The Supremes cable-carring in San Francisco, California (l-2-r): Florence Ballard (wearing scarf), Mary Wilson (center) and Diana Ross (stylishly with sunglasses on head). If you look inside the cable car, the dark man standing and wearing a suit and sunglasses and starring hard at the girls is not the conductor! This is not "Destination Anywhere". This is Frisco! And besides, what conductor wears sunglasses? None! It is Motown Records founder and president Berry Gordy, Jr. He surely was on The Supremes' case and on location -- even on a cable car in Frisco!
Ross continued to perform in concerts, in Atlantic City and Las Vegas casinos, and at charity functions. Her 1980 single "Upside Down" was her sixteenth number one hit, a record surpassed only by the Beatles. She moved to Connecticut with her three daughters and in 1985 married Norwegian businessman Arne Naess, Jr. In 1989 Ross made a return to Motown with a new album titled Workin' Overtime, and in 1991 she worked with Stevie Wonder (1950–) and other artists to make The Force Behind the Power, a group of modern ballads. In January of 1994, she was highly praised for her role as a mental patient in the ABC television movie Out of Darkness.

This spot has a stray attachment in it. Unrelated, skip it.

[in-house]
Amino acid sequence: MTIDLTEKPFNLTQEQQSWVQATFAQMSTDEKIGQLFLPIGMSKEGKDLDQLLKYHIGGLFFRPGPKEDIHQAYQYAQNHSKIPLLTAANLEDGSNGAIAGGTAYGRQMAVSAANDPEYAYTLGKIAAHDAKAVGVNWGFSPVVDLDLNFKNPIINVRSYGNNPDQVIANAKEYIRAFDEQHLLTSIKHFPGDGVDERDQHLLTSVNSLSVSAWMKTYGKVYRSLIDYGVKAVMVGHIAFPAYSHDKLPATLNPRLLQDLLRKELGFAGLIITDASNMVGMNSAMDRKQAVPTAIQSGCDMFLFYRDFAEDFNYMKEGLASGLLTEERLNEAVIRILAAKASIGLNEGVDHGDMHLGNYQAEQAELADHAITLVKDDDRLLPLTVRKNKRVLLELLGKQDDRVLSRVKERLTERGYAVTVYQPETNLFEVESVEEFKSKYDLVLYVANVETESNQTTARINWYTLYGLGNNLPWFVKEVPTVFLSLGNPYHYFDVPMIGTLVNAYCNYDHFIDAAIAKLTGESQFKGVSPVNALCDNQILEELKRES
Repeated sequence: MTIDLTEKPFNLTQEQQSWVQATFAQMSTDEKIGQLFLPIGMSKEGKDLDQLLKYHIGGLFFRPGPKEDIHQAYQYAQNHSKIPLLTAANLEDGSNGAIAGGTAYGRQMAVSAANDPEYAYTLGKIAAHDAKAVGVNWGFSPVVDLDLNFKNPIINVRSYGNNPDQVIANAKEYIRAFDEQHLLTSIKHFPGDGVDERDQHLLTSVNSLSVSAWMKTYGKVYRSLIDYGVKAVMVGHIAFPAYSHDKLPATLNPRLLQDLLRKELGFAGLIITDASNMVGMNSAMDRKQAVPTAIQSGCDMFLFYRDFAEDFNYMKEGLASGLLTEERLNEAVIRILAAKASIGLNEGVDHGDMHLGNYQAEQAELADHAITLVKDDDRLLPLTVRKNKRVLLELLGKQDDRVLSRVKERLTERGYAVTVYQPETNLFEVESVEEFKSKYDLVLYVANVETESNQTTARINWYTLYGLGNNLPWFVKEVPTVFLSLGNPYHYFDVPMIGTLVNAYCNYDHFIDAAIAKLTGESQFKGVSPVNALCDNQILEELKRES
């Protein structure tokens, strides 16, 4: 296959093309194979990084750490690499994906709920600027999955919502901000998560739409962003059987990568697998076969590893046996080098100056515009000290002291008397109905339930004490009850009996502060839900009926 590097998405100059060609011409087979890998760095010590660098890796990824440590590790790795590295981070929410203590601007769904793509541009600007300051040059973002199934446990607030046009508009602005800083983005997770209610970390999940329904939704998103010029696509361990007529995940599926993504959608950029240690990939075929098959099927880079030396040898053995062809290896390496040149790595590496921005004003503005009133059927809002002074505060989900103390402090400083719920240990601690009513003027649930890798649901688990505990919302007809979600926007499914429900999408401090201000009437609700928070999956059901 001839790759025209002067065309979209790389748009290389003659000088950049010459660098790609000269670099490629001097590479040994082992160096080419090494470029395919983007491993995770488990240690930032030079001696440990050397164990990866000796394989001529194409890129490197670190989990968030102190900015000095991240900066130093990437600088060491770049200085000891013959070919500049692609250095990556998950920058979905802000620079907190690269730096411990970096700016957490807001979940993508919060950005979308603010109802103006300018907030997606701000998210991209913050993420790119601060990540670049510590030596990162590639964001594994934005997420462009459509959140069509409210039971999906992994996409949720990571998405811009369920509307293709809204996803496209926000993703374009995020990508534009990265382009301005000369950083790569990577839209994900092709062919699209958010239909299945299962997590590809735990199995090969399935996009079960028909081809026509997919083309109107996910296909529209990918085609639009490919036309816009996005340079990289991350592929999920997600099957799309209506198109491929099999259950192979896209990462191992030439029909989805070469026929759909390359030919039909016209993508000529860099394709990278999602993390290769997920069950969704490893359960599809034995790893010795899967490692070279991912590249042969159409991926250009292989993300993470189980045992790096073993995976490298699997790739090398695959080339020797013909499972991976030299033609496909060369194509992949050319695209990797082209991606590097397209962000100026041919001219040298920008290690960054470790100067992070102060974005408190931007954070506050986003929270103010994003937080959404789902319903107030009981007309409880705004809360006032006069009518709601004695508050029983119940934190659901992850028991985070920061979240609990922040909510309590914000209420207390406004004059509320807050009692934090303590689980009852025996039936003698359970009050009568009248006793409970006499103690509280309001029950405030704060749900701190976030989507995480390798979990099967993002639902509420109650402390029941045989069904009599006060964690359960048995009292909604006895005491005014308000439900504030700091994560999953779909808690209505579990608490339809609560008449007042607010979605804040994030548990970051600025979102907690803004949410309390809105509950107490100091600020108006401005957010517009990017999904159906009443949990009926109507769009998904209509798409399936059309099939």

In July 1971, Ballard sued Motown for additional royalty payments she believed she was due to receive; she was defeated in court by Motown.  Shortly afterwards, Ballard and her husband separated after several domestic disputes and Ballard's home was foreclosed . Facing poverty and depression , Ballard developed alcoholism and shied away from the spotlight. In 1972 , she moved into her sister Maxine's house. In 1974 Mary Wilson invited Ballard to join the Supremes, which now included Cindy Birdsong and Scherrie Payne (Ross had left for her successful solo career in 1970). Though Ballard played tambourine, she didn't sing and told Wilson she had no ambition to sing any more. Later that year Ballard's plight started to be reported in newspapers as word got around that the singer had applied for welfare . Around that time, Ballard entered Henry Ford Hospital for rehab treatment. Following six weeks of treatment, Ballard slowly started to recover.